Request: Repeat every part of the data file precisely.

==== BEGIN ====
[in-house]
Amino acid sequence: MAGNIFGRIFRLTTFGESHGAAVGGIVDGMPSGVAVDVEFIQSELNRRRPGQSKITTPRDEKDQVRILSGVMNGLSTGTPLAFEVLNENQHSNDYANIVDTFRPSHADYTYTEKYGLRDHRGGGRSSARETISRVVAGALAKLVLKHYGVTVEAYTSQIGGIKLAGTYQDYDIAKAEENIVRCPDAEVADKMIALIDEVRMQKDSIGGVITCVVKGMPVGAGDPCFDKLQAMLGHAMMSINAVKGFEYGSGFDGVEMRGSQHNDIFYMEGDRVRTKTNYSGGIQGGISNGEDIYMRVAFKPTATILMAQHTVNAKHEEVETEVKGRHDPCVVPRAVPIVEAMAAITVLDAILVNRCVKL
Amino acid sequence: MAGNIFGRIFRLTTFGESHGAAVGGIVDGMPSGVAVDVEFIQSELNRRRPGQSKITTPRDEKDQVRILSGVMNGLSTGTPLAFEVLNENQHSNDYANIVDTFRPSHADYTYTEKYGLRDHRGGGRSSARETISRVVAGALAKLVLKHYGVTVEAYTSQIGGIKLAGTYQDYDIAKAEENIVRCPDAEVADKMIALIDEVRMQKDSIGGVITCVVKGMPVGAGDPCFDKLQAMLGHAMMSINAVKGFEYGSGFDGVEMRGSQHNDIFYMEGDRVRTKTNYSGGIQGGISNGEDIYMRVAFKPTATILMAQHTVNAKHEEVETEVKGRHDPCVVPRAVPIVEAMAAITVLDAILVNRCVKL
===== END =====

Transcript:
[in-house]
Amino acid sequence: MAGNIFGRIFRLTTFGESHGAAVGGIVDGMPSGVAVDVEFIQSELNRRRPGQSKITTPRDEKDQVRILSGVMNGLSTGTPLAFEVLNENQHSNDYANIVDTFRPSHADYTYTEKYGLRDHRGGGRSSARETISRVVAGALAKLVLKHYGVTVEAYTSQIGGIKLAGTYQDYDIAKAEENIVRCPDAEVADKMIALIDEVRMQKDSIGGVITCVVKGMPVGAGDPCFDKLQAMLGHAMMSINAVKGFEYGSGFDGVEMRGSQHNDIFYMEGDRVRTKTNYSGGIQGGISNGEDIYMRVAFKPTATILMAQHTVNAKHEEVETEVKGRHDPCVVPRAVPIVEAMAAITVLDAILVNRCVKL
Amino acid sequence: MAGNIFGRIFRLTTFGESHGAAVGGIVDGMPSGVAVDVEFIQSELNRRRPGQSKITTPRDEKDQVRILSGVMNGLSTGTPLAFEVLNENQHSNDYANIVDTFRPSHADYTYTEKYGLRDHRGGGRSSARETISRVVAGALAKLVLKHYGVTVEAYTSQIGGIKLAGTYQDYDIAKAEENIVRCPDAEVADKMIALIDEVRMQKDSIGGVITCVVKGMPVGAGDPCFDKLQAMLGHAMMSINAVKGFEYGSGFDGVEMRGSQHNDIFYMEGDRVRTKTNYSGGIQGGISNGEDIYMRVAFKPTATILMAQHTVNAKHEEVETEVKGRHDPCVVPRAVPIVEAMAAITVLDAILVNRCVKL